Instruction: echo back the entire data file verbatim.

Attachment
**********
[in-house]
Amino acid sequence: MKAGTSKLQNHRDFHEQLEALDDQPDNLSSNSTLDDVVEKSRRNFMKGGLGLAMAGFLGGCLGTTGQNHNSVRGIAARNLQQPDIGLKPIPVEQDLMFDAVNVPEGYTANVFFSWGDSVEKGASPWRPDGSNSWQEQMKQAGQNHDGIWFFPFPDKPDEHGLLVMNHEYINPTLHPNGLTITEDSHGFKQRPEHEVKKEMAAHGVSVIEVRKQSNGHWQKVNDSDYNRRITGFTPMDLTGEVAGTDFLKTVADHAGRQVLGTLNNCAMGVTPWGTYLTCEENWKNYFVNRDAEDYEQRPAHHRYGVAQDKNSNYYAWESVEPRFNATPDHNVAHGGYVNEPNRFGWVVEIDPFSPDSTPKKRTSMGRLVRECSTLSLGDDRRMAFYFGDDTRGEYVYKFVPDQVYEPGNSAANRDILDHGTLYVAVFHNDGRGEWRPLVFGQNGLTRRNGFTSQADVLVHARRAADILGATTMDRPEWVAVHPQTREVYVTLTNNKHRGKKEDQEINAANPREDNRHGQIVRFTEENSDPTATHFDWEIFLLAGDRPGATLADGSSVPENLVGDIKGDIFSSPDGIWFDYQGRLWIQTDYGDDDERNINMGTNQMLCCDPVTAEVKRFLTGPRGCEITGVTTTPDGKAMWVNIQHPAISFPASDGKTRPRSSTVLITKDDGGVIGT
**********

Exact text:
[in-house]
Amino acid sequence: MKAGTSKLQNHRDFHEQLEALDDQPDNLSSNSTLDDVVEKSRRNFMKGGLGLAMAGFLGGCLGTTGQNHNSVRGIAARNLQQPDIGLKPIPVEQDLMFDAVNVPEGYTANVFFSWGDSVEKGASPWRPDGSNSWQEQMKQAGQNHDGIWFFPFPDKPDEHGLLVMNHEYINPTLHPNGLTITEDSHGFKQRPEHEVKKEMAAHGVSVIEVRKQSNGHWQKVNDSDYNRRITGFTPMDLTGEVAGTDFLKTVADHAGRQVLGTLNNCAMGVTPWGTYLTCEENWKNYFVNRDAEDYEQRPAHHRYGVAQDKNSNYYAWESVEPRFNATPDHNVAHGGYVNEPNRFGWVVEIDPFSPDSTPKKRTSMGRLVRECSTLSLGDDRRMAFYFGDDTRGEYVYKFVPDQVYEPGNSAANRDILDHGTLYVAVFHNDGRGEWRPLVFGQNGLTRRNGFTSQADVLVHARRAADILGATTMDRPEWVAVHPQTREVYVTLTNNKHRGKKEDQEINAANPREDNRHGQIVRFTEENSDPTATHFDWEIFLLAGDRPGATLADGSSVPENLVGDIKGDIFSSPDGIWFDYQGRLWIQTDYGDDDERNINMGTNQMLCCDPVTAEVKRFLTGPRGCEITGVTTTPDGKAMWVNIQHPAISFPASDGKTRPRSSTVLITKDDGGVIGT